Happy Constitution Day, everyone!
“The Constitution only gives people the right to pursue happiness. You have to catch it yourself.” – Benjamin Franklin
“The United States Constitution has proved itself the most marvelously elastic compilation of rules of government ever written.” – Franklin D. Roosevelt
“Our Constitution was made only for a moral and religious people. It is wholly inadequate to the government of any other.” – John Adams
“The American Constitution is the greatest governing document, and at some 7,000 words, just about the shortest.” – Stephen Ambrose
“In matters of Power, let no more be heard of confidence in men, but bind him down from mischief by the chains of the Constitution.” – Thomas Jefferson
“The strength of the Constitution, lies in the will of the people to defend it.” – Thomas Edison
“As the British Constitution is the most subtle organism which has proceeded from the womb and long gestation of progressive history, so the American Constitution is, so far as I can see, the most wonderful work ever struck off at a given time by the brain and purpose of man.” – William E. Gladstone
“A constitution is not the act of a government, but of a people constituting a government; and government without a constitution is power without a right. All power exercised over a nation, must have some beginning. It must be either delegated, or assumed. There are not other sources. All delegated power is trust, and all assumed power is usurpation. Time does not alter the nature and quality of either.” – Thomas Paine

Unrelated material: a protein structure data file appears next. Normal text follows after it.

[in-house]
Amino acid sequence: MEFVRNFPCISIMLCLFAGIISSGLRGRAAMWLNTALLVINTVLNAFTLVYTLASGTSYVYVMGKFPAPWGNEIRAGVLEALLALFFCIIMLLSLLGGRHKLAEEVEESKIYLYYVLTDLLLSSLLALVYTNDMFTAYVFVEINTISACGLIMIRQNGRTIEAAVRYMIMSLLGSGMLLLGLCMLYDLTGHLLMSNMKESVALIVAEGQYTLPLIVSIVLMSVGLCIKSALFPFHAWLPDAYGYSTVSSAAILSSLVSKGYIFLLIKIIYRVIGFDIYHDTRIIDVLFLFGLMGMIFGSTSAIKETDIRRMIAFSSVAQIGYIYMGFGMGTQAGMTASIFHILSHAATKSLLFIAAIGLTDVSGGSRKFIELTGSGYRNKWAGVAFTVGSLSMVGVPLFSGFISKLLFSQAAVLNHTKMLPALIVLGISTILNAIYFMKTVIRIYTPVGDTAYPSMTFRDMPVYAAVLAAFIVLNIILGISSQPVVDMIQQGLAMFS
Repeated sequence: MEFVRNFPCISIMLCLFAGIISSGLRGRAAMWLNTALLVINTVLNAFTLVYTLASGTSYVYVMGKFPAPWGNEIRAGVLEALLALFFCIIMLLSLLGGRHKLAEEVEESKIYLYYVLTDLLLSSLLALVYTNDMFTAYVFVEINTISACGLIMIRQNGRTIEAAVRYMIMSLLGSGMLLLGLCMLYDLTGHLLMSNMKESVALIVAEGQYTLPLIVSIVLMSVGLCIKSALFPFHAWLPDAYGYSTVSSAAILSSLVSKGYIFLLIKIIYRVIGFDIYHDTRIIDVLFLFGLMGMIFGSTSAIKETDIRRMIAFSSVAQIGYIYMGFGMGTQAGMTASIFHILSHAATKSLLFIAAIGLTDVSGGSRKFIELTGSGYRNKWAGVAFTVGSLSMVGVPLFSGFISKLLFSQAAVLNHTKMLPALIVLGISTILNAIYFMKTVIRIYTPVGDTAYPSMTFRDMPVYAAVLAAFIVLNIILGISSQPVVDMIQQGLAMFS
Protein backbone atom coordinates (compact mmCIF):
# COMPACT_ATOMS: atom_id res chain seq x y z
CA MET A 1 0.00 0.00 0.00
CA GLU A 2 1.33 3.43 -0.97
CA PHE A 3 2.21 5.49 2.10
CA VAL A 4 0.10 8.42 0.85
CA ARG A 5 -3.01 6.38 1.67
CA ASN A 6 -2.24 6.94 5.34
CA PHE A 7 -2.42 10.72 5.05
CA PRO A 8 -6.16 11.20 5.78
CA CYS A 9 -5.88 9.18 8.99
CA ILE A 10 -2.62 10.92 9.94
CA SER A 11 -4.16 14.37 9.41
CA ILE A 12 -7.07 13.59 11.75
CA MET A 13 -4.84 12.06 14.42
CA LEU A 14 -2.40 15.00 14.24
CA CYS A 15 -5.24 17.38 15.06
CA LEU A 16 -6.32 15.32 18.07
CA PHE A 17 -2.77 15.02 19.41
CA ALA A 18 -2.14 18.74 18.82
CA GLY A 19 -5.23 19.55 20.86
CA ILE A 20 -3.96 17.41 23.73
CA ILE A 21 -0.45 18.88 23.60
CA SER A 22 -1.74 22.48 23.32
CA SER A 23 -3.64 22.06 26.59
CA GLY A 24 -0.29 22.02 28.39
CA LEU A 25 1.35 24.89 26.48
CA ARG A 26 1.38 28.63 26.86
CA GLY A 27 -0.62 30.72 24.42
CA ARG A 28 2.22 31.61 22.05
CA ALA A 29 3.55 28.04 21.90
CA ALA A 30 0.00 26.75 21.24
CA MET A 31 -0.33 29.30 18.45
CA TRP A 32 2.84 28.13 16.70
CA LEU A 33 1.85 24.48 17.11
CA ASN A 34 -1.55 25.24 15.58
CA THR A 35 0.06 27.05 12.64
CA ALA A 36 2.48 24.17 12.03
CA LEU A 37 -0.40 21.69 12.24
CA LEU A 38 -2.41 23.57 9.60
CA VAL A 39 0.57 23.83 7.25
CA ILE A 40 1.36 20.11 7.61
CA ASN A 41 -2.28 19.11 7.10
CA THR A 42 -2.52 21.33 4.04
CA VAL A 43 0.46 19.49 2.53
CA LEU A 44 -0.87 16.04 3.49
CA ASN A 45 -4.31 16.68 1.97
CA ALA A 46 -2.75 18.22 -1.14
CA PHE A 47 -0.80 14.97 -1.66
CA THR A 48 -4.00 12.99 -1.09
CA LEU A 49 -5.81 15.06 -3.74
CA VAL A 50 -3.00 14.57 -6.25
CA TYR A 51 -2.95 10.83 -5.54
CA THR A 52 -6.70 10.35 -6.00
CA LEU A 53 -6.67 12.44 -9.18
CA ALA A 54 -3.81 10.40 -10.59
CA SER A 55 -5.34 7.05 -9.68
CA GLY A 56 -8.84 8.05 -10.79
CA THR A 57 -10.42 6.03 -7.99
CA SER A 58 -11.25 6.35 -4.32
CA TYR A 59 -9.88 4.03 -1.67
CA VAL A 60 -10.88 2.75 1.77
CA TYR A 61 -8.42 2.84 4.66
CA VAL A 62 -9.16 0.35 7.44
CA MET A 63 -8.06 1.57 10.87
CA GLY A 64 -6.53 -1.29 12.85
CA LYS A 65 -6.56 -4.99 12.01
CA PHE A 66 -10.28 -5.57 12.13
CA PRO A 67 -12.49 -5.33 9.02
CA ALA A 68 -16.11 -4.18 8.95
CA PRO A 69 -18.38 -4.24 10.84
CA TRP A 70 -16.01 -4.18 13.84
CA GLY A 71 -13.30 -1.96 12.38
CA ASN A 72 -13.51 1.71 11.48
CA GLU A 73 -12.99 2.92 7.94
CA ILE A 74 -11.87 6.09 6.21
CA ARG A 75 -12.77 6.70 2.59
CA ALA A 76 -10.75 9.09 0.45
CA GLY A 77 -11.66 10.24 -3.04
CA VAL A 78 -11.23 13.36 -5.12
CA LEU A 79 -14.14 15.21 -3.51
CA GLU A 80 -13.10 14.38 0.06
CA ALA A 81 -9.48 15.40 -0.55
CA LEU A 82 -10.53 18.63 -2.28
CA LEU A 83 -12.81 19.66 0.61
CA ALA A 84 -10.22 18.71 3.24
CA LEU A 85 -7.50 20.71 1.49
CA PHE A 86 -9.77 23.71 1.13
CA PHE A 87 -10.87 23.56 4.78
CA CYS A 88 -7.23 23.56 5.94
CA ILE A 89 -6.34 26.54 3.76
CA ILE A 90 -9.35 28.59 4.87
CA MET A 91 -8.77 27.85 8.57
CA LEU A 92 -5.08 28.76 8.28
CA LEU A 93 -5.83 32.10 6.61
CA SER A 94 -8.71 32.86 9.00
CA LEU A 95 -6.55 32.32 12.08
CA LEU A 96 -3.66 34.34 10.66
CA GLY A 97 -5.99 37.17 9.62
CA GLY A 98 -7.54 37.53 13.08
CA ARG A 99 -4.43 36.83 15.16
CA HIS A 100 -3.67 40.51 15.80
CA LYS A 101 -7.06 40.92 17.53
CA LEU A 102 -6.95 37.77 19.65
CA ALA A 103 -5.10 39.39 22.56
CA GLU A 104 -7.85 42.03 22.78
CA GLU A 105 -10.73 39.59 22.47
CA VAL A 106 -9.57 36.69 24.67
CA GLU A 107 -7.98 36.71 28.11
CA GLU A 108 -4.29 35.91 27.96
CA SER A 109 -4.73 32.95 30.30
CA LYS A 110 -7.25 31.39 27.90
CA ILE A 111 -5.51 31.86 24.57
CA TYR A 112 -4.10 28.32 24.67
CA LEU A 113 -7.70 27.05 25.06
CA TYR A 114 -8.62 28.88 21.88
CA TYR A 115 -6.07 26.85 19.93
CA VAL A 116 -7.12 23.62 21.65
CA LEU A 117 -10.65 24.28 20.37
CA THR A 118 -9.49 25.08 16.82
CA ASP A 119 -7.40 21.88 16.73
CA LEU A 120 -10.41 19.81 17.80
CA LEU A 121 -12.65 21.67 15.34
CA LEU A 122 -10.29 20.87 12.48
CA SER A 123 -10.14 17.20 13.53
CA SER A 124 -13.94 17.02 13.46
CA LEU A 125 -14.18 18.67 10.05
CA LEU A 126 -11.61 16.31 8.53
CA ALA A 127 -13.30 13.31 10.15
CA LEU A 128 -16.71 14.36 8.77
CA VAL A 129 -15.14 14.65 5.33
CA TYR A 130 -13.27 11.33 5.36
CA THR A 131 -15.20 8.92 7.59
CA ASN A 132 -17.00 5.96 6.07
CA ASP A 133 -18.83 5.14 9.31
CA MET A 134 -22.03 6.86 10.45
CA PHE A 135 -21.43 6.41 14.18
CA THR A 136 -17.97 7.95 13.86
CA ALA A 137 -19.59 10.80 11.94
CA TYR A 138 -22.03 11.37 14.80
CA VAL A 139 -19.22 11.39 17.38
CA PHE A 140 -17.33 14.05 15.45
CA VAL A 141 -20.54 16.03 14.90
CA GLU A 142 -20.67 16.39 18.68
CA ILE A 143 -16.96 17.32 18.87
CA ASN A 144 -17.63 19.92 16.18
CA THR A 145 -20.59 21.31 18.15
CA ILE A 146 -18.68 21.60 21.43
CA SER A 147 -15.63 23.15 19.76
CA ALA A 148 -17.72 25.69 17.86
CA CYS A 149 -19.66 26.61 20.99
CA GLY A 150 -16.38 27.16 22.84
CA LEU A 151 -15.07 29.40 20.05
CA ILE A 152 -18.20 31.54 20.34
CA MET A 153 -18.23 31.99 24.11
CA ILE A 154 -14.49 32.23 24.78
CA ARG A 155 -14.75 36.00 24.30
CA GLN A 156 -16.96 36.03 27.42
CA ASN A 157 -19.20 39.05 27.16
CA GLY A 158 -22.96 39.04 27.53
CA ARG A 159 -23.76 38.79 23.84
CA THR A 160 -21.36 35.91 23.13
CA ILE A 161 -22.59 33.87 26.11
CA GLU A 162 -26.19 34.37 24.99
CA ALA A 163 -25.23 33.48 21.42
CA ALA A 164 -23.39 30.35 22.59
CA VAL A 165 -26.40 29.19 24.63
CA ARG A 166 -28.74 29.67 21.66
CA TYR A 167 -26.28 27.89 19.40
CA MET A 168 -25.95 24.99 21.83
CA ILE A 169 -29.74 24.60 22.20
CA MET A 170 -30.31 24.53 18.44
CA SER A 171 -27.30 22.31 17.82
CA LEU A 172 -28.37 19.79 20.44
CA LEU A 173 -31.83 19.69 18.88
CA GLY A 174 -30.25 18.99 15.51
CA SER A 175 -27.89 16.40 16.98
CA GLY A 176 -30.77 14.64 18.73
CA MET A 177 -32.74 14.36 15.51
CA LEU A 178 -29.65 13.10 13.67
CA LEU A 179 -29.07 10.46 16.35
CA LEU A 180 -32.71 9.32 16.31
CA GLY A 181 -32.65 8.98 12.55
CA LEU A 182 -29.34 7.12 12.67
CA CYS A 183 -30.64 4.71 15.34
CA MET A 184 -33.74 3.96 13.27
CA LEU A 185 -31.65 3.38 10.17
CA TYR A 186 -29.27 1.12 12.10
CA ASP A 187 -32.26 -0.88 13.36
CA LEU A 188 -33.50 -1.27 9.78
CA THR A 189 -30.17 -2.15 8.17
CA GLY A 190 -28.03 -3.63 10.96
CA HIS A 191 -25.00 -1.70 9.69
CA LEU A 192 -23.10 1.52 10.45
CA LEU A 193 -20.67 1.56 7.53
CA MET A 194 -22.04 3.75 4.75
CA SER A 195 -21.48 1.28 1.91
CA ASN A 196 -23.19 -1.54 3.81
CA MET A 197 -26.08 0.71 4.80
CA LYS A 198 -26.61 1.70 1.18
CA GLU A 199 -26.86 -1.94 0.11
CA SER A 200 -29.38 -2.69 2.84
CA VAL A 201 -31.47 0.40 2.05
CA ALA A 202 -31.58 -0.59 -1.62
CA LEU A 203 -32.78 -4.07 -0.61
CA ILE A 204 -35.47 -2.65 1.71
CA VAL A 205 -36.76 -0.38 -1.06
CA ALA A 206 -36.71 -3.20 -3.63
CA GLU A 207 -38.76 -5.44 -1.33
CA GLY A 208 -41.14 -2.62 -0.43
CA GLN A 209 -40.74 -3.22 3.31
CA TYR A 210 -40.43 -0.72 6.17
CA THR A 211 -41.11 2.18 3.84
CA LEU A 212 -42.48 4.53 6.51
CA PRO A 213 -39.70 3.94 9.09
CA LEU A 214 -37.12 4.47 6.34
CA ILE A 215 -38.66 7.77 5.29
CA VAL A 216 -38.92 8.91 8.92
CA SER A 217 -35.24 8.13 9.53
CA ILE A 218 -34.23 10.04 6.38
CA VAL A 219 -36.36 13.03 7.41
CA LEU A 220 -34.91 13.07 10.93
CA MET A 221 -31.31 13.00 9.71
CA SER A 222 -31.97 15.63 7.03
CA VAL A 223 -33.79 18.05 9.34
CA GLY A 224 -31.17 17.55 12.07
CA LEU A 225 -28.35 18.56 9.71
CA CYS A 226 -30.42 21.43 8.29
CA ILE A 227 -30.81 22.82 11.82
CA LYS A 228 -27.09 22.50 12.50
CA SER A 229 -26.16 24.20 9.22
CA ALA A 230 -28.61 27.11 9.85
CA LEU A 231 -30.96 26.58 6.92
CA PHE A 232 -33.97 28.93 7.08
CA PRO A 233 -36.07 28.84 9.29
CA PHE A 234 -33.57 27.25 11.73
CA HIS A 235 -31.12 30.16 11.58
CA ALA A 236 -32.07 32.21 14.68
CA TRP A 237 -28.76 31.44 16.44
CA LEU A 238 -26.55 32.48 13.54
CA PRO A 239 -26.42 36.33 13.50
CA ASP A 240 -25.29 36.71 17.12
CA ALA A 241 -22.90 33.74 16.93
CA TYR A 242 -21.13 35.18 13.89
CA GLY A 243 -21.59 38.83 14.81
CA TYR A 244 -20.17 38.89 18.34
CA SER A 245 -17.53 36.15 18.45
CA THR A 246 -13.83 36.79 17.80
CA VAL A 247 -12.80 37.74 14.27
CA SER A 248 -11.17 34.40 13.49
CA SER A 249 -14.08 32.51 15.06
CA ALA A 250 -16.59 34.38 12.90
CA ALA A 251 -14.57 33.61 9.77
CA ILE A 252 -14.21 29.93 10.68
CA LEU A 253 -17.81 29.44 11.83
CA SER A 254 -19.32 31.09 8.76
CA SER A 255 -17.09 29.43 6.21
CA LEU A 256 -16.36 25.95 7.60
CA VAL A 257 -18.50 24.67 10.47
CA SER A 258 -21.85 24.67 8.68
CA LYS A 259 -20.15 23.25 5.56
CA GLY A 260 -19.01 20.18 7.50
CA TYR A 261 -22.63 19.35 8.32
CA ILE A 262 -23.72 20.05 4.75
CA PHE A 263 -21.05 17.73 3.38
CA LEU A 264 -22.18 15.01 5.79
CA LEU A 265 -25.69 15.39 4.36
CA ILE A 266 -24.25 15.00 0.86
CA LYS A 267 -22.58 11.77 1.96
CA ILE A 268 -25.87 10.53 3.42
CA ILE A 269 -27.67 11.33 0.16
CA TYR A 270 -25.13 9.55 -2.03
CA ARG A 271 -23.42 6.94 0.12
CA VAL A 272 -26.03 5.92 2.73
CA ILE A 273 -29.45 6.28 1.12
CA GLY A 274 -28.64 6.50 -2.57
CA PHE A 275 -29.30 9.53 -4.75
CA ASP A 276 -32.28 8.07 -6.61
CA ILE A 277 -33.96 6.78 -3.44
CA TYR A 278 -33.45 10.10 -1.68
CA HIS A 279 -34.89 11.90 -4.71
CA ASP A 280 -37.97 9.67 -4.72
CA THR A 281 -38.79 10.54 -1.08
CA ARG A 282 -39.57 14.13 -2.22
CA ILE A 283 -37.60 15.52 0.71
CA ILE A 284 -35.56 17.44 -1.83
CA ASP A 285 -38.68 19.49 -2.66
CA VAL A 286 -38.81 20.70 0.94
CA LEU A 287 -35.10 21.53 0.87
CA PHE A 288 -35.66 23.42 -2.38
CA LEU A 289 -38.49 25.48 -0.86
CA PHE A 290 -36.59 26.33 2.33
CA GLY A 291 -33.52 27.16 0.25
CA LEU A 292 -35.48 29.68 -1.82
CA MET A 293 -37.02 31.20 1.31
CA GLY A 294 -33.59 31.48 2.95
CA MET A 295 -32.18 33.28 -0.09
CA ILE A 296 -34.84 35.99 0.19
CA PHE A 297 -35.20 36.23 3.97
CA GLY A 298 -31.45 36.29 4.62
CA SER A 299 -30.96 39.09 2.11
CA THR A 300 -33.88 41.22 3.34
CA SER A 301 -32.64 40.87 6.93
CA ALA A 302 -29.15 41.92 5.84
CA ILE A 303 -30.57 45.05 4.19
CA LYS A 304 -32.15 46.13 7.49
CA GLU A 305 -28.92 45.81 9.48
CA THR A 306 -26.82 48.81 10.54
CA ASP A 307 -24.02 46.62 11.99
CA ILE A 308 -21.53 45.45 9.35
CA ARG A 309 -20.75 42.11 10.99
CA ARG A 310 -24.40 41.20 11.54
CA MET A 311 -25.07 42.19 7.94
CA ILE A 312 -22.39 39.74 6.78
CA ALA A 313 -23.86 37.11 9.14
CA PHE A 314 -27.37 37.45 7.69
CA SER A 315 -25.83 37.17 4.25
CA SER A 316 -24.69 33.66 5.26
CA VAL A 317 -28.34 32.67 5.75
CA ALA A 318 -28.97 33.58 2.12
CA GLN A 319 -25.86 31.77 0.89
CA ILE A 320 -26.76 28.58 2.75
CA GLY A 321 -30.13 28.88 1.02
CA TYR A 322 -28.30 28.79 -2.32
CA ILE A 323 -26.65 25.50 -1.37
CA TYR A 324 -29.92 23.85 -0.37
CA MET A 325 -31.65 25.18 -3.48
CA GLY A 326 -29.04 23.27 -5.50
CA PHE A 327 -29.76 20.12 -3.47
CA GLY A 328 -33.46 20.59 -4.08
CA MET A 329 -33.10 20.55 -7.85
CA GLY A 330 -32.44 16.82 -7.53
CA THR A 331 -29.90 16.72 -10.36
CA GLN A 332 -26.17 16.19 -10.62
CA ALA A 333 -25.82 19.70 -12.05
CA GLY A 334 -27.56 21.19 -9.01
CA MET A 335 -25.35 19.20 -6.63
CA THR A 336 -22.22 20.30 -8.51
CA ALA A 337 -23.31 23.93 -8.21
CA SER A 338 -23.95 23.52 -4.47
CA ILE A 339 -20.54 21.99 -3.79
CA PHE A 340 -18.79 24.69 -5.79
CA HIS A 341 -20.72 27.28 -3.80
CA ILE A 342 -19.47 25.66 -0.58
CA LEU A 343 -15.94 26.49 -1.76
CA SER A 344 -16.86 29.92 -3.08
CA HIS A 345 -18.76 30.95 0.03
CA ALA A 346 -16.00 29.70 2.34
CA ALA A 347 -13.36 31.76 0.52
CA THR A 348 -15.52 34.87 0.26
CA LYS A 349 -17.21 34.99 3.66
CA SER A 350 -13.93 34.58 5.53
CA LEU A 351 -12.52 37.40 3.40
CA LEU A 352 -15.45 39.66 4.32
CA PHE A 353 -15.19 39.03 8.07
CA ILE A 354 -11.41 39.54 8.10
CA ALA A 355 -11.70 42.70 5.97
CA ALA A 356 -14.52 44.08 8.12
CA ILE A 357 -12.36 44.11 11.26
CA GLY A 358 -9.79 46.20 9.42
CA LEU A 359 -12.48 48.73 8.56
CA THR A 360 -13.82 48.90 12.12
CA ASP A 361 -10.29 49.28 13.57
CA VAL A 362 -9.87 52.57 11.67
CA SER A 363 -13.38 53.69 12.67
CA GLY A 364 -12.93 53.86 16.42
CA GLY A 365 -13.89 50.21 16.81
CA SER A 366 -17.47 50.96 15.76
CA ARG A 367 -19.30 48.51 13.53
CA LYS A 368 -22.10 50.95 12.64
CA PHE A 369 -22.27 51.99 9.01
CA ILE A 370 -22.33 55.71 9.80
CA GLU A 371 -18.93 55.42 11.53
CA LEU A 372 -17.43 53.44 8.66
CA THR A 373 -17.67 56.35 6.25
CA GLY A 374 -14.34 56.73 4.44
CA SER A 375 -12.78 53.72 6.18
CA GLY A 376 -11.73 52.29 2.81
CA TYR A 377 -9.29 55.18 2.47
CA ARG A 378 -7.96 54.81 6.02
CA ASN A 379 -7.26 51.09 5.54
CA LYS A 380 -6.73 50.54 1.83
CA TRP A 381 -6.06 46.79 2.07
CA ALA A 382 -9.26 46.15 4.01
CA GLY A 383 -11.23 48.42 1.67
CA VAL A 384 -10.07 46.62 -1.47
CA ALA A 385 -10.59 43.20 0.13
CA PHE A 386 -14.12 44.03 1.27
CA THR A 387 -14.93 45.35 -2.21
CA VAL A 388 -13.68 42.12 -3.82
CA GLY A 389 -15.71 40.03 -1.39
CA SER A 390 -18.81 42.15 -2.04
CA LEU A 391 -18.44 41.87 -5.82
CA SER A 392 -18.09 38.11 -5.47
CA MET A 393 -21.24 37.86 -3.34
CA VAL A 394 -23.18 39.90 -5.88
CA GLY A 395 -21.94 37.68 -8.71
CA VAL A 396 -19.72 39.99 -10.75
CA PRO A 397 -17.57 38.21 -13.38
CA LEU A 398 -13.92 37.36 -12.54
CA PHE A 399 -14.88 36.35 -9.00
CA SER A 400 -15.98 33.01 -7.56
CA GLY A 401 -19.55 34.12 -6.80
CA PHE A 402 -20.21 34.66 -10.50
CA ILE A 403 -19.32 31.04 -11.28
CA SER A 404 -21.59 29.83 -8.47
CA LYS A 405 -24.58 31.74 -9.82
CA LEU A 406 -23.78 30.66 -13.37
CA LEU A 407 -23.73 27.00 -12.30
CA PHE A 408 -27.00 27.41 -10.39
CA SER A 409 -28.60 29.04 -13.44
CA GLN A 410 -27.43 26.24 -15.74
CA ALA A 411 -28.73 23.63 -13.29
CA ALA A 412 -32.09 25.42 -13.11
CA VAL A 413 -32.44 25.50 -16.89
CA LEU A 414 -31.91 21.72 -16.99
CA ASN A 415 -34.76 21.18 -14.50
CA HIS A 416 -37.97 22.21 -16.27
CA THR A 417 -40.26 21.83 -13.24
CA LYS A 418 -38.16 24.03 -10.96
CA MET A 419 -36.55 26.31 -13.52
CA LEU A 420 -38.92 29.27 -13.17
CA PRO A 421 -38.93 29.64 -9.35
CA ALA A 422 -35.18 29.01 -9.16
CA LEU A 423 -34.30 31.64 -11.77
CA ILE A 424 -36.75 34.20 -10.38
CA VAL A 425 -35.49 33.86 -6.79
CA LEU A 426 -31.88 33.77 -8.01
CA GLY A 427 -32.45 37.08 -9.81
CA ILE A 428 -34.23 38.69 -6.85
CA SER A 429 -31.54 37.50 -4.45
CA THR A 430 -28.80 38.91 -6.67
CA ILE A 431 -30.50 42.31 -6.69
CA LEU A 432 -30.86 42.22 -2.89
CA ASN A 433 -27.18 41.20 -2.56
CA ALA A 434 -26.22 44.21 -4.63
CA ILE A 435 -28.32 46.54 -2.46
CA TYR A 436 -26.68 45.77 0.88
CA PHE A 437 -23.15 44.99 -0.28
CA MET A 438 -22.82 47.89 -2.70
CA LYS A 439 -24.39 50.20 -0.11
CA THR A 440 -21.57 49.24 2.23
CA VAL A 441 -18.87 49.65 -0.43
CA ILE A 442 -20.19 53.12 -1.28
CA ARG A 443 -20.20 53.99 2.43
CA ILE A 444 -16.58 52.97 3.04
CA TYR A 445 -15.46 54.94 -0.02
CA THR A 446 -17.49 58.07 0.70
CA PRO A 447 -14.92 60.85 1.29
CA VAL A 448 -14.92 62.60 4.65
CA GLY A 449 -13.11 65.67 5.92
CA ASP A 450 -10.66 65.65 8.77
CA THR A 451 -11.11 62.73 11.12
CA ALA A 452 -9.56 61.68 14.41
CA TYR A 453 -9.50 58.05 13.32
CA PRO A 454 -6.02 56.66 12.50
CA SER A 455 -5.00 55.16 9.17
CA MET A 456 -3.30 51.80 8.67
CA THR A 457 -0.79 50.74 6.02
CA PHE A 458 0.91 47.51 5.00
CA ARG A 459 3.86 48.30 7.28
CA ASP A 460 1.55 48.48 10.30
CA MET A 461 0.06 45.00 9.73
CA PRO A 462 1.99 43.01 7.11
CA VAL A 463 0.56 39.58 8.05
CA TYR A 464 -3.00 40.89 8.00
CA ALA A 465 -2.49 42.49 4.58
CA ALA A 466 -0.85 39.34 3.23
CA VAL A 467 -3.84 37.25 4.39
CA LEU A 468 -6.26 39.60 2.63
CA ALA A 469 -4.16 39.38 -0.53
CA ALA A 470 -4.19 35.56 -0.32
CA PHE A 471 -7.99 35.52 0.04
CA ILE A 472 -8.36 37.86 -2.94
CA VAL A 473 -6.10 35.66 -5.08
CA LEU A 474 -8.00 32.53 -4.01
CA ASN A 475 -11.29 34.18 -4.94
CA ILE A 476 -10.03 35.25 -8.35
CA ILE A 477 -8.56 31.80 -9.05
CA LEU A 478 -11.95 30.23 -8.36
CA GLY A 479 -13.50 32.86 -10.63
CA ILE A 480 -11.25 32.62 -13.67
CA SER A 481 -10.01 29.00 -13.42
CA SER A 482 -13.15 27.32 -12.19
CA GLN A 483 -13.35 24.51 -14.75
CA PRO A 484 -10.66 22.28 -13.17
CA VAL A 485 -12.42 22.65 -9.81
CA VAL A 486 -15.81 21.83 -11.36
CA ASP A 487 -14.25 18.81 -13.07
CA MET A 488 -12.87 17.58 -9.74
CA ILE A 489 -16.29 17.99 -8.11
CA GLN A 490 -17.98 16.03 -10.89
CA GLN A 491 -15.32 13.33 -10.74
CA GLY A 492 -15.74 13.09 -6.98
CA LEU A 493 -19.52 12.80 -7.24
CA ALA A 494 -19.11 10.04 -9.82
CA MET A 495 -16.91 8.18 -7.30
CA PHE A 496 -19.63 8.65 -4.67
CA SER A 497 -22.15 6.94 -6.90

“Constitutions should consist only of general provisions; the reason is that they must necessarily be permanent, and that they cannot calculate for the possible change of things.” – Alexander Hamilton
“Don’t interfere with anything in the Constitution. That must be maintained, for it is the only safeguard of our liberties.” – Abraham Lincoln
“Our constitution protects aliens, drunks and U.S. Senators.” – Will Rogers
“The government was set to protect man from criminals — and the Constitution was written to protect man from the government. The Bill of Rights was not directed against private citizens, but against the government — as an explicit declaration that individual rights supersede any public or social power.” – Ayn Rand
“I think there are only three things America will be known for 2,000 years from now when they study this civilization: the Constitution, jazz music, and baseball.” – Gerald Early
And lastly, the birthday document itself: